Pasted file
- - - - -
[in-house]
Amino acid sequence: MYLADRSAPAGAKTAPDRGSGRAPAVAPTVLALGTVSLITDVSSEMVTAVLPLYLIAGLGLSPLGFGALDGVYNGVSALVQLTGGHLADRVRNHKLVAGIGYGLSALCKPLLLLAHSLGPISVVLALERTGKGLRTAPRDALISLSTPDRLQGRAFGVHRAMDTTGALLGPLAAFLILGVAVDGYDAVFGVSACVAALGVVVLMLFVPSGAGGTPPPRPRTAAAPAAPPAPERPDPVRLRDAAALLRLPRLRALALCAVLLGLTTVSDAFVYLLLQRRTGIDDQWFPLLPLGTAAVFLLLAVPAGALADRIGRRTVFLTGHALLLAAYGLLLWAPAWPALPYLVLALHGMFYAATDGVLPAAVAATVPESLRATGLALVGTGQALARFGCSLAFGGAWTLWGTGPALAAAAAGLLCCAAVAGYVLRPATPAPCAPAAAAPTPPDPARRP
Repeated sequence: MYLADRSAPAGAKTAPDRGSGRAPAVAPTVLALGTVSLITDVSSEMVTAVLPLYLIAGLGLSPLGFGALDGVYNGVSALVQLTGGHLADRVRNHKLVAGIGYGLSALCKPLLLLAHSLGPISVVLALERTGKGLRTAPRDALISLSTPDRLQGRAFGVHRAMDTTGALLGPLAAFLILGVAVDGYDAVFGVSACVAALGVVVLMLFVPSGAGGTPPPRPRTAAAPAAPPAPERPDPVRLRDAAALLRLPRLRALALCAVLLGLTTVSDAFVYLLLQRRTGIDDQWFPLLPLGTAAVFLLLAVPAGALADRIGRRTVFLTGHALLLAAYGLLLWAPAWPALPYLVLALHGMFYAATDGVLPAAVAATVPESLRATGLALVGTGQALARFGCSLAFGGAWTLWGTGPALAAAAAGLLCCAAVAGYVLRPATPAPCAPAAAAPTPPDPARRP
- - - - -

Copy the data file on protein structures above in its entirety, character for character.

[in-house]
Amino acid sequence: MYLADRSAPAGAKTAPDRGSGRAPAVAPTVLALGTVSLITDVSSEMVTAVLPLYLIAGLGLSPLGFGALDGVYNGVSALVQLTGGHLADRVRNHKLVAGIGYGLSALCKPLLLLAHSLGPISVVLALERTGKGLRTAPRDALISLSTPDRLQGRAFGVHRAMDTTGALLGPLAAFLILGVAVDGYDAVFGVSACVAALGVVVLMLFVPSGAGGTPPPRPRTAAAPAAPPAPERPDPVRLRDAAALLRLPRLRALALCAVLLGLTTVSDAFVYLLLQRRTGIDDQWFPLLPLGTAAVFLLLAVPAGALADRIGRRTVFLTGHALLLAAYGLLLWAPAWPALPYLVLALHGMFYAATDGVLPAAVAATVPESLRATGLALVGTGQALARFGCSLAFGGAWTLWGTGPALAAAAAGLLCCAAVAGYVLRPATPAPCAPAAAAPTPPDPARRP
Repeated sequence: MYLADRSAPAGAKTAPDRGSGRAPAVAPTVLALGTVSLITDVSSEMVTAVLPLYLIAGLGLSPLGFGALDGVYNGVSALVQLTGGHLADRVRNHKLVAGIGYGLSALCKPLLLLAHSLGPISVVLALERTGKGLRTAPRDALISLSTPDRLQGRAFGVHRAMDTTGALLGPLAAFLILGVAVDGYDAVFGVSACVAALGVVVLMLFVPSGAGGTPPPRPRTAAAPAAPPAPERPDPVRLRDAAALLRLPRLRALALCAVLLGLTTVSDAFVYLLLQRRTGIDDQWFPLLPLGTAAVFLLLAVPAGALADRIGRRTVFLTGHALLLAAYGLLLWAPAWPALPYLVLALHGMFYAATDGVLPAAVAATVPESLRATGLALVGTGQALARFGCSLAFGGAWTLWGTGPALAAAAAGLLCCAAVAGYVLRPATPAPCAPAAAAPTPPDPARRP